Wednesday, October 21, 2009
Sew, Mama, Sew is having a tutorial contest on how to use up scraps, so obviously I had to join up. I was going to make a pillow back from scraps from the pillow top, but that's still not entirely ready. However I did notice my scrap bag wasn't exactly getting smaller, so I took the scraps from the pillow back, which were scraps from the pillow top, which were scraps from my scrap bag, most of which were scraps from an upholstery store down the street for this little project.
That's scraps to the fourth power! (Yes I'm a crafting nerd.)
First gather your materials:
scraps - scraps to the fourth power. For this I had a lot of greens, some blues and a few bright colors thrown in
backing material - this can be any size. The one used was a little over 10"x10".
Coordinating or contrasting thread
Ribbon (1/4" to 1/2" wide, approx. 1 1/2 yards for 9 ornaments)
Lay out your foundation piece with the right side facing DOWN. This will be the back of your ornament.
Then glue your fabric scraps to your backing piece. I used a sample upholstery square. I did this with my two-year old daughter. For hers I glues the entire backing before we started so she could just lay it down and grab another piece. For myself I glued sections of the backing to work on and sometimes just glued the back of the scrap piece before laying it on.
Pat each piece down as you go. Depending on how your backing piece looks you can leave parts bare like this on or cover the whole thing with scraps.
Eventually it will look like this:
Here's the two projects, one done by me, and the other by my two year old. Can you tell which one is which? This is part of what makes this a great kid's project. it's cheap, and the results are pretty much the same as adults that do it.
Next, sew down each piece to the backing. The glue stick will keep it mostly secure but won't dry in a way that will make it hard to sew. I sewed each edge of each piece, using a variety of stitches on my machine that my daughter helped me pick out. If you are sewing with a simple machine a zig zag stich ans a straight stitch will serve you well. (The eventual ravels of fabric edges add to the charm of it.)
Now even it off into a square or rectangle. For this one it was 10" by 10"
Then cut it into pieces for your ornament. I used somewhat wonky squares, more because I wasn't paying attnetion to my lines and I had a fabric scrap with a grommet in it right at the cutting line. For a 10"x10" square I cut 9 squares that were loosely 3 1/3". (It can be any shape really, think tree shapes, circles, stars...)
Cut 9 pieces of ribbon in 6" lengths. I used a brown satin ribbon under a light green lacy ribbon to bring out the bits of brown, tan and green in the squares.
Fold the ribbon in half and place it between the backing and a scrap piece. I used a corner so the ornament would look like a diamond.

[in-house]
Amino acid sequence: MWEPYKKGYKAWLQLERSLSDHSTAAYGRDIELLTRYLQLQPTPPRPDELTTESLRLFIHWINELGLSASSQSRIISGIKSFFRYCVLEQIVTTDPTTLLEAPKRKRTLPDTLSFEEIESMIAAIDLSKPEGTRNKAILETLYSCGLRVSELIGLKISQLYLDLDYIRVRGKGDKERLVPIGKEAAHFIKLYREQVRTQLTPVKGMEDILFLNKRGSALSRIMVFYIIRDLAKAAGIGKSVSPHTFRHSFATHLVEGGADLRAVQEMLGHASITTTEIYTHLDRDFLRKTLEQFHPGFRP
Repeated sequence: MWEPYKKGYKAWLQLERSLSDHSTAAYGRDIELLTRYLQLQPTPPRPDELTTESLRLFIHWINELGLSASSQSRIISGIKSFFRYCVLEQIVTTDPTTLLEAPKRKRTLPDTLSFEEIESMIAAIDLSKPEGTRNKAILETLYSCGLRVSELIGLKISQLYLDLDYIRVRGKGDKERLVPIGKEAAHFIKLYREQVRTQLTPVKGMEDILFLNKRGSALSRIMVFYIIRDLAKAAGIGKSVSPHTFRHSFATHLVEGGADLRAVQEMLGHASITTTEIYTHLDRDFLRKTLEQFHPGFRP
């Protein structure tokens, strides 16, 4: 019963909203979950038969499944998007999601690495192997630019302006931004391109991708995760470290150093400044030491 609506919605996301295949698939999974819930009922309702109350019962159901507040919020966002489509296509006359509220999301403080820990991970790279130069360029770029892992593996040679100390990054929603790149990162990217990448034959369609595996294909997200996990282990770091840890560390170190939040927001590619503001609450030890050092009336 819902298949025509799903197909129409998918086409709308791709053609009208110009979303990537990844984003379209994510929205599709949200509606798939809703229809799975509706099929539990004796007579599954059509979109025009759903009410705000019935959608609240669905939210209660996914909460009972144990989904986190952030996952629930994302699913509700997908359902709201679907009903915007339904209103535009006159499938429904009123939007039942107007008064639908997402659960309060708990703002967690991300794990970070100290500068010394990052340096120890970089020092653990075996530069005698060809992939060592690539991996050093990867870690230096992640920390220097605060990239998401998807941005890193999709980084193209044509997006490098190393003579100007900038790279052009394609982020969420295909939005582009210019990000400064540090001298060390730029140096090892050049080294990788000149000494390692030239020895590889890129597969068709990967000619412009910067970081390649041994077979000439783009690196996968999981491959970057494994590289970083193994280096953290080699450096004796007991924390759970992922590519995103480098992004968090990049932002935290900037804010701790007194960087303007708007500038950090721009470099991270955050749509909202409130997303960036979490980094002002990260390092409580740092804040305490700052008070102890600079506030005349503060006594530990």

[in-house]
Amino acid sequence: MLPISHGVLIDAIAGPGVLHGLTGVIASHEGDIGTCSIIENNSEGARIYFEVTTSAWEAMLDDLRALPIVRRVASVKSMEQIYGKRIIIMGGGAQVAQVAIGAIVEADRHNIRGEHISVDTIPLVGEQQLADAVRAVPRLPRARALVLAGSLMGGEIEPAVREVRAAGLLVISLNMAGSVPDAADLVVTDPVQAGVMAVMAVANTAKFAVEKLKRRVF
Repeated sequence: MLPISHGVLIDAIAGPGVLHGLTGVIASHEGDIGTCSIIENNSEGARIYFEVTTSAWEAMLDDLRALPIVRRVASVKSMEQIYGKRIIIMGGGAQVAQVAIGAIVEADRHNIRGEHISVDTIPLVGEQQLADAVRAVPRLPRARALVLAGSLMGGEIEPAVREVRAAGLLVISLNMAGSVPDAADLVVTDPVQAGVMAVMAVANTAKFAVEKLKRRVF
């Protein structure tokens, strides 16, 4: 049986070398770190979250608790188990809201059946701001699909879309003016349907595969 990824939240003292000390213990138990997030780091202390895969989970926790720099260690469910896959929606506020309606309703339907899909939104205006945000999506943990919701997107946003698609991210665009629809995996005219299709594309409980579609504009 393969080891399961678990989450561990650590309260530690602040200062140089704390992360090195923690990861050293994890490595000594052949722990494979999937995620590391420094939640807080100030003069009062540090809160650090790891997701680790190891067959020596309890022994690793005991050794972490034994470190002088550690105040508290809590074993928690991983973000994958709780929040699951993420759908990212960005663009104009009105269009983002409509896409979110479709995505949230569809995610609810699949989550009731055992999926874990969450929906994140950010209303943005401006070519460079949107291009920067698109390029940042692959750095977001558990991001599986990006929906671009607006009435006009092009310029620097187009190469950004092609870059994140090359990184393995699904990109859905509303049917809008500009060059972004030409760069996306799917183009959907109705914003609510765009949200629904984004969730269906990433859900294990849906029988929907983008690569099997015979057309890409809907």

Stitch the ribbon to the fabric as you stitch all around the edges. I would recommend an overcast stitch, satin stitch, or zig zag.
Embellish as desired. Add lettering, beads, embriodery, or whatever else you want to personalize the ornament. I'm planning on adding my daughters name and the year for true heirloom keepsake sentiment.
This is a fabulous craft for toddlers to do. The pictures here are of the one my two year old did! The only part you do completely alone is cutting the ornaments/ribbon, and the stitching. Even for that my two year old was sitting in my lap helping me choose stitches. (That ended promptly when she tried to feed the material through the machine. I saw her little fingers heading toward the needle and nearly had a heart attack!) But she picked her fabrics, helped glue them down, patted them to make sure they stayed, choose the thread and some of the stitches. Slightly older children could even be more involved in the sewing. I love that she chose some of the selvage edges, and they turned out so cute.
Wednesday, September 9, 2009
It involved a wine colored velvet shirt with burnout designs,a staple gun and several coats of antique gold acrylic paint.
THe middle of the shirt was smocked and just big enough to go around the rim of the chair seat. I tucked the rest of the shirt front into it to cover the seat and used the top back of the shirt as the back of the chair upholstery.
Then the seat looked fab but the chrome stuck out, so I dabbed on several layers of gold acrylic paint using a sponge brush and topped it with a coat of polyurethane. To finish it off I tied a bit of scrap fabric round the black adjustment knob in back and now I have a great victoriana/industrial chair for my craft room.
Friday, March 13, 2009
The poppet is made from a recycle cashmere sweater and the hair is a variety of leftover variegated yarns. This particular poppet is a fairy and has purple wings attached at the back. Every fairy needs a place to hide her treasures. And since fairies are typically associated with fairy rings, aka a circle of mushrooms, I decided to make a mushroom container.
MUSHROOM TRINKET BOX TUTORIAL
a yogurt container or other container with a plastic lid that can snap down